The full title is used as the nickname for character Jeanie in Studio 60 on the Sunset Strip, most notably several times in the 2006 episode "The Cold Open".

A 1966 cartoon from The Pink Panther Show is entitled Genie with the Light Pink Fur; it is about a magic lamp that turns the Pink Panther into a genie.

In the 1940 film Beyond Tomorrow the character Jimmy Houston (Richard Carlson) sings the entire song during a Christmas dinner with a band accompaniment.

The opening line of the song is heard on a parlor piano in the 1998 television movie, The Love Letter.

A variation of the title is used for Ellen Conford's "Genie with the Light Blue Hair".

The song is included on the 1998 Prima Voce album Songs and Ballads by Richard Crooks.[4]

The song figures prominently in an episode of the Old Time Radio show Quiet, Please titled "And Jeannie Dreams of Me" which aired October 17, 1948. The episode uses the song throughout and its title is a reversal of the song title which acts as a foreshadowing to the theme of the episode.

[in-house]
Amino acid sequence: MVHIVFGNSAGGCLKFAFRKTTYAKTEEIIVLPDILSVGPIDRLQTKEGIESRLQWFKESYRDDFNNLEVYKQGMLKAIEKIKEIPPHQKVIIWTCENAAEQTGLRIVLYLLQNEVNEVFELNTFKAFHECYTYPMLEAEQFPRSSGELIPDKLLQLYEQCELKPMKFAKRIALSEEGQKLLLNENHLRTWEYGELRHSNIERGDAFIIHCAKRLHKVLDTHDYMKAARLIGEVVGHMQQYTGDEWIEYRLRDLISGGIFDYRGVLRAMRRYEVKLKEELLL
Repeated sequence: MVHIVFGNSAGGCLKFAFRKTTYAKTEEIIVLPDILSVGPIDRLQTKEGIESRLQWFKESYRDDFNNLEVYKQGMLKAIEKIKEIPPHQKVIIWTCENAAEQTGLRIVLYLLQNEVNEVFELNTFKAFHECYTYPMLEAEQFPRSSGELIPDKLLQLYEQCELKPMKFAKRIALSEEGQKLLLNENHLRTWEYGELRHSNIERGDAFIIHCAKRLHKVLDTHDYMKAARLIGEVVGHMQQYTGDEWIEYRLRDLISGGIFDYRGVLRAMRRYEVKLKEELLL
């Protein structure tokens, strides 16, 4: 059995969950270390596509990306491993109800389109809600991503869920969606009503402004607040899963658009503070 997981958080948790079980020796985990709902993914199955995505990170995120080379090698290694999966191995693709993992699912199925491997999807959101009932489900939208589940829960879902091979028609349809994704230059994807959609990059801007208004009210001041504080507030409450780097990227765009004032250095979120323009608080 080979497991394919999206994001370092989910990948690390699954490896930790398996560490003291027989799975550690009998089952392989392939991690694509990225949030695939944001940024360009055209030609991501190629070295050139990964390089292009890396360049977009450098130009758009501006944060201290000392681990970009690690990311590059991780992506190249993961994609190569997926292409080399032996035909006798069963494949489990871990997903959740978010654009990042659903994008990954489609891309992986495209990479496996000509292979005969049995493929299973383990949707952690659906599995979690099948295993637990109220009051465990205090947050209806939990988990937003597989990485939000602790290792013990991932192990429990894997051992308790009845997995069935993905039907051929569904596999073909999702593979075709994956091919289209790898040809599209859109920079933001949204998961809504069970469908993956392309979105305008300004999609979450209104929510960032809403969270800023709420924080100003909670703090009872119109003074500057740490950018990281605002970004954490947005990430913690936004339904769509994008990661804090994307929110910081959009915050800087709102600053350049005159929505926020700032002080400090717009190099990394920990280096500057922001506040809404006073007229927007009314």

An episode of The Chipmunks features the song, as Dave Seville sings it for his girlfriend named, of course, Jeannie...and then the Chipmunks sing a very silly and rude parody of the song, "Jeannie with the Green-Purple Hair", which offends Jeannie and annoys Dave, who retaliates by forcing the Chipmunks to sing the proper song over and over again until they have the lyrics memorized by heart.


  1. ^ O'Connell, Joanne. "Understanding Stephen Collins Foster, His World and Music", ProQuest. March 23, 2007.
  2. ^ "No Letup". Time Magazine. January 27, 1941. Archived from the original on May 30, 2008.[dead link]
  3. ^ "A Bing Crosby Discography". BING magazine. International Club Crosby. Retrieved August 5, 2017.
  4. ^ Blyth, Alan (1997). "Richard Crooks - Songs and Ballads". Gramophone.